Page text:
Dumbing down?

In the pre-Google maps days it was harder to find [some] places. I well remember how Mother-of-witch and I searched for Henley. Yes, that Henley. The one with the regatta. A teacher at Mother-of-witch’s school (where she worked; not the school she attended) had told her to take me to Henley on holiday. So she booked the trip, without knowing much more than that Henley was a nice, small town and very child-friendly.

But where was it? We pored over the England page in the atlas. Oh, how we pored. And finally, one day I found a place called HenleyEton. Turned out it was only very tightly spaced print, so Henley was just to the left of Eton, making it look like the one placename.

So that was fine. Now we knew where we were going. We weren’t the only ignoramuses, though. Once actually in Henley we ran into the sister of a friend, and she had absolutely no idea where she was, straight off her coach for a brief break.

But the poring. I did that a lot, with atlases, even without any holidays planned. I loved maps and could spend hours staring at the pages of the new atlas Mother-of-witch had invested in, to replace her school atlas from the 1930s.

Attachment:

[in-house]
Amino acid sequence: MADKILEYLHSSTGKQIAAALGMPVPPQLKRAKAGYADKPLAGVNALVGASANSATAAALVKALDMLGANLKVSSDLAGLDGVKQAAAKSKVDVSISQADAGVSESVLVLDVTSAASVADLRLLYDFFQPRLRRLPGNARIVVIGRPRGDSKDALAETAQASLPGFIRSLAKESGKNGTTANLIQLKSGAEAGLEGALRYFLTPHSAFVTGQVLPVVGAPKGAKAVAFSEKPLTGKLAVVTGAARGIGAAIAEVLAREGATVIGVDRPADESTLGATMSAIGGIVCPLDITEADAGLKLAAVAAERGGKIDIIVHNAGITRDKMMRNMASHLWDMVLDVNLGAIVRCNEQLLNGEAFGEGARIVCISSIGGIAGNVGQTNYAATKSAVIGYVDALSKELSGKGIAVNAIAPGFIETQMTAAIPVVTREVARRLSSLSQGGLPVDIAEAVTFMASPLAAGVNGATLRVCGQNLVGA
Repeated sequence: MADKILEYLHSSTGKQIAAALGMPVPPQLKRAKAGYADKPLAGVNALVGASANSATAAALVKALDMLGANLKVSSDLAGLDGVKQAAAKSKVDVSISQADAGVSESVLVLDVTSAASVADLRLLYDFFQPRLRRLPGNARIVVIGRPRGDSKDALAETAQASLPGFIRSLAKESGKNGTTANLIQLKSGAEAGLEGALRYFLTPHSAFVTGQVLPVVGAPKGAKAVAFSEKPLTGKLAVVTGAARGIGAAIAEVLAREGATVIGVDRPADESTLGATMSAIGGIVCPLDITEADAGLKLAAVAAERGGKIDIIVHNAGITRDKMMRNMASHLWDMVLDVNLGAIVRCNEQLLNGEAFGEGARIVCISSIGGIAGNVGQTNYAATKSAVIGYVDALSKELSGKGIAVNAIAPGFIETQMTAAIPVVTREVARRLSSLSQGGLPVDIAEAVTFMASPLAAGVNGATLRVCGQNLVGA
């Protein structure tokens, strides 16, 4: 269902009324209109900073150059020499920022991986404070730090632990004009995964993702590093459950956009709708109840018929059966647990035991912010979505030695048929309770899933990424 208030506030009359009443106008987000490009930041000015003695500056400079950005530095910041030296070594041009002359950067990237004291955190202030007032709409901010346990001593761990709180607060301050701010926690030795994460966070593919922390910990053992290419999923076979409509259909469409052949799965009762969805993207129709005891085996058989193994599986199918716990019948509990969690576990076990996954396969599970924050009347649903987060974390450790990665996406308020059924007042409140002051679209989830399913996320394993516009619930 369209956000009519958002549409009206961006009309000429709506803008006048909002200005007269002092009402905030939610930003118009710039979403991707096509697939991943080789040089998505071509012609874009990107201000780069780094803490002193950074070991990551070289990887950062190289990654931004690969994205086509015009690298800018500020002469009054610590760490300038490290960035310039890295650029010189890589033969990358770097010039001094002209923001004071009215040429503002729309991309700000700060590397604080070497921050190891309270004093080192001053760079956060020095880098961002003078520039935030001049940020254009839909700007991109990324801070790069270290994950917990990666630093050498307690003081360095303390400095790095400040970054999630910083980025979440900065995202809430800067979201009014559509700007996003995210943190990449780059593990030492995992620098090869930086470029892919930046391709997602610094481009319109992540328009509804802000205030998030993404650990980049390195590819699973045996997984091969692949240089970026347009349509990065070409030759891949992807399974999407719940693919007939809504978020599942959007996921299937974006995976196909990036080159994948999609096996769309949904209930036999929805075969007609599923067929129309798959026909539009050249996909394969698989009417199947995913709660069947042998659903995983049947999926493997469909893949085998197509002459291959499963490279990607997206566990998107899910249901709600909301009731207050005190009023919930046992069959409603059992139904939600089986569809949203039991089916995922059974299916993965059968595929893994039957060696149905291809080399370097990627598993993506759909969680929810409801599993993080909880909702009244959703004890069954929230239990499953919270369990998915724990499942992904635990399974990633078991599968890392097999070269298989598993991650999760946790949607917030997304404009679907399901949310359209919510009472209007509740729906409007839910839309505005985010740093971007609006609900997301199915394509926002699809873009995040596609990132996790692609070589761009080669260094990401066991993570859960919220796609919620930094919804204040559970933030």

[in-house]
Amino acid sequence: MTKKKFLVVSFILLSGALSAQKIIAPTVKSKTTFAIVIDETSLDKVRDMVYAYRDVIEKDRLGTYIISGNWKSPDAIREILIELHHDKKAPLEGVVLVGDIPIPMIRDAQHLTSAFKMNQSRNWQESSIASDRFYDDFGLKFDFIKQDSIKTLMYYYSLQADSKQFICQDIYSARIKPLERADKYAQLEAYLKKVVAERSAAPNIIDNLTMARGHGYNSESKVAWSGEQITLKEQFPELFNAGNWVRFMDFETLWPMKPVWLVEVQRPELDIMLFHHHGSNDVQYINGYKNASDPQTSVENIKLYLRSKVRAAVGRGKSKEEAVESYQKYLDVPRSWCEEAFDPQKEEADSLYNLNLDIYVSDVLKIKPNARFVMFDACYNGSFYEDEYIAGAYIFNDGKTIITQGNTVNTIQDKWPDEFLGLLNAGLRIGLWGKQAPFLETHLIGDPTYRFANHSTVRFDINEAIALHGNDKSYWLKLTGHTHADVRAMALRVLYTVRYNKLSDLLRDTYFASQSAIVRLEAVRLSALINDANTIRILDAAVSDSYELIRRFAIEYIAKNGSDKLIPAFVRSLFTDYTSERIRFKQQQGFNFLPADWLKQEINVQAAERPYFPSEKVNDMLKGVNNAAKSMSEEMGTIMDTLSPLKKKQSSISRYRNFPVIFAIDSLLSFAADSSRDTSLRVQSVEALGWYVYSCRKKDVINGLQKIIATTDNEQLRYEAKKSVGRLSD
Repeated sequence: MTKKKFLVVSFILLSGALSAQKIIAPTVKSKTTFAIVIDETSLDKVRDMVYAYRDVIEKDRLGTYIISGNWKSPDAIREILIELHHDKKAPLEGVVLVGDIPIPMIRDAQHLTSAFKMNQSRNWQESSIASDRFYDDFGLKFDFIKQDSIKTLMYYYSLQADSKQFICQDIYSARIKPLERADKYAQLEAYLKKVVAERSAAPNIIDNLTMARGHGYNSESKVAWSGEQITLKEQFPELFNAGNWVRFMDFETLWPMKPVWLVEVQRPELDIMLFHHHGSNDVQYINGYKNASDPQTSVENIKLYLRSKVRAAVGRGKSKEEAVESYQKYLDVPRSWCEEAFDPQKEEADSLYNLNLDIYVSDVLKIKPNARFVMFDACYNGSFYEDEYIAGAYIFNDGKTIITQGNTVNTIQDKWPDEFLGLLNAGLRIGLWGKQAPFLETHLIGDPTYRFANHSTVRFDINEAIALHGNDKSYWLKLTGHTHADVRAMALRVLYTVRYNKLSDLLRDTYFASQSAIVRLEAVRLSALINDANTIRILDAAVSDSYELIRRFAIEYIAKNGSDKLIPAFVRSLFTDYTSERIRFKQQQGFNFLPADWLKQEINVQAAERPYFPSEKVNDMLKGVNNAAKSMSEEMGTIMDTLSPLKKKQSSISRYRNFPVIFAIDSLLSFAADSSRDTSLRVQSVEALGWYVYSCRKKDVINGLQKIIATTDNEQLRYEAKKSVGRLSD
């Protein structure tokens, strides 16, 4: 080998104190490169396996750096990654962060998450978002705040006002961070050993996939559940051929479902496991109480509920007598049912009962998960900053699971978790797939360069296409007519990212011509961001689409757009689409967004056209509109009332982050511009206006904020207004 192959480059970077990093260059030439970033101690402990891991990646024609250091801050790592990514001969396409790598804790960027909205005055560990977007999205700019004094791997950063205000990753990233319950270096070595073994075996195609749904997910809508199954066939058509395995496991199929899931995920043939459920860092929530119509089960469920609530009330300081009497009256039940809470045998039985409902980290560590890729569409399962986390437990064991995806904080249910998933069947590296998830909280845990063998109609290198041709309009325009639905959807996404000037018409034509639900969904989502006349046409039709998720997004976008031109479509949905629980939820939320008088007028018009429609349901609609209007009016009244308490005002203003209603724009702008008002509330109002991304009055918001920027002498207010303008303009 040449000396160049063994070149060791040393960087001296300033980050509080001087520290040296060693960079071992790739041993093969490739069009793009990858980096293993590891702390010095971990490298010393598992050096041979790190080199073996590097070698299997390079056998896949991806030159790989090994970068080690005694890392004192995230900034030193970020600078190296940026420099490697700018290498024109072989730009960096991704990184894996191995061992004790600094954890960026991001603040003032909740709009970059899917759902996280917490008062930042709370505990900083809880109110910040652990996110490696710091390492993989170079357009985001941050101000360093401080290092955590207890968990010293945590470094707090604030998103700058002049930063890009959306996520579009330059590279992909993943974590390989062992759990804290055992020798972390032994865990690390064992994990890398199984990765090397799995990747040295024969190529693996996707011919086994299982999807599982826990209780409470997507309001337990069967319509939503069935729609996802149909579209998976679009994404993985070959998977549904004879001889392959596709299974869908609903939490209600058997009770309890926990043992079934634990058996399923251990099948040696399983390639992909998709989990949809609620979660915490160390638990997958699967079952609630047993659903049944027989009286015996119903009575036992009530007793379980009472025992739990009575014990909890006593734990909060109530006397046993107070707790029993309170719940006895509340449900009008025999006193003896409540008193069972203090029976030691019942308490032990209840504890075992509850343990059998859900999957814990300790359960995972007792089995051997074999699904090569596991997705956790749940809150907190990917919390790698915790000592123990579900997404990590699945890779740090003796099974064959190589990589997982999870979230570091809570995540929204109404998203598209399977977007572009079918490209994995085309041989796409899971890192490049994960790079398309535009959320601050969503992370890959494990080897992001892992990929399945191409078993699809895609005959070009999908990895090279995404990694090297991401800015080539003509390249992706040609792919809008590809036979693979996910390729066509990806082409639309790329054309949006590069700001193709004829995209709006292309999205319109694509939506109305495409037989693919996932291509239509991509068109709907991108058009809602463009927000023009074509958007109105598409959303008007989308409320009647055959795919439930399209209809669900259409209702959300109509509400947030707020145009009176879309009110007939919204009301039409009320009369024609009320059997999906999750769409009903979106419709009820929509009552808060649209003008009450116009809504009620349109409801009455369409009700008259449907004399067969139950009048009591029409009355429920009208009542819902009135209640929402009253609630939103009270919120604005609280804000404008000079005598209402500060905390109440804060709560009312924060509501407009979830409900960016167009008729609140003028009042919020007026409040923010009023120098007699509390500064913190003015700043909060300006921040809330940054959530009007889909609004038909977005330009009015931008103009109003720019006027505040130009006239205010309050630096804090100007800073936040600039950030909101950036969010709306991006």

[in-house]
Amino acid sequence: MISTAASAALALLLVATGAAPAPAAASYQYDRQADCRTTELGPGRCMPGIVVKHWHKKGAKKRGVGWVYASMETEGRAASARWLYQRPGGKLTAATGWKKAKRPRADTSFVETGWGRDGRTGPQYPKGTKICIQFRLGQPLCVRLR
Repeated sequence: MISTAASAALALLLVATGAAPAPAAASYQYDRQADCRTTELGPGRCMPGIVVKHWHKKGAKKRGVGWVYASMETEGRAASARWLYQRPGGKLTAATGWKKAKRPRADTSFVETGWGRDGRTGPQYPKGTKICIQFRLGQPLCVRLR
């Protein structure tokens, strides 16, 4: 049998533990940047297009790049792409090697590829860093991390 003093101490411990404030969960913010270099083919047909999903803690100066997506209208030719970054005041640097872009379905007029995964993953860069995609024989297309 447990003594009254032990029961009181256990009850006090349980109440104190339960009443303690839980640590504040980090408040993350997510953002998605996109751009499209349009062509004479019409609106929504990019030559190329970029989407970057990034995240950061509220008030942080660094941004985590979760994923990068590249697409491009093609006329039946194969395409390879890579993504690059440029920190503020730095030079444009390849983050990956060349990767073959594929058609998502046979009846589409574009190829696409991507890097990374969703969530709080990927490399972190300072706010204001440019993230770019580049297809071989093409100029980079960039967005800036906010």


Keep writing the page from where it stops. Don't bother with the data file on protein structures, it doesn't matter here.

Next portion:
The more I pored, the more I learned* in a passive sort of way. That’s how I knew where Nicosia was. These days I expect a child would know it from a holiday, and not a map. Although, Daughter’s friend at school only knew her family’s holiday destination began with the letter T and was on the Mediterranean.

I’m not sure whether we ever found out if it was Tunisia or Turkey. It’s a shame, really. Unless it mattered so little to the adults that the child knew where they went that it became meaningless.

I’ve reviewed a number of children’s atlases. Most of them good in a picture book kind of way. But one that I received some time ago tipped me over the edge. They are skimpy, with bare outlines of whole continents and a few strategically placed polar bears or culturally appropriated native peoples and their traditional dress and well-known items that ‘belong’ somewhere.

It suddenly struck me that if the young Witch was capable of looking at and enjoying a real map, then so are today’s children. But their parents probably don’t think of giving them a grown-up atlas, and the publishers offer us endless polar bears. I mind less what the children don’t learn, and object more to what they do learn if they pay attention to these books. Because I could see in this recent one that my part of the world was inaccurately depicted.

And it is hard to unlearn accidental knowledge.

Here’s to more HenleyEtons!

—-

*When the Resident IT Consultant went to Samara for work, I was so ashamed! I didn’t know it. What was wrong with me? (No need to tell me.) It was only as I did some detecting that I discovered it was good old Kuybyshev. Which I ‘knew’ very well. Not sure why they have to keep renaming places so much. Well, I do, but…

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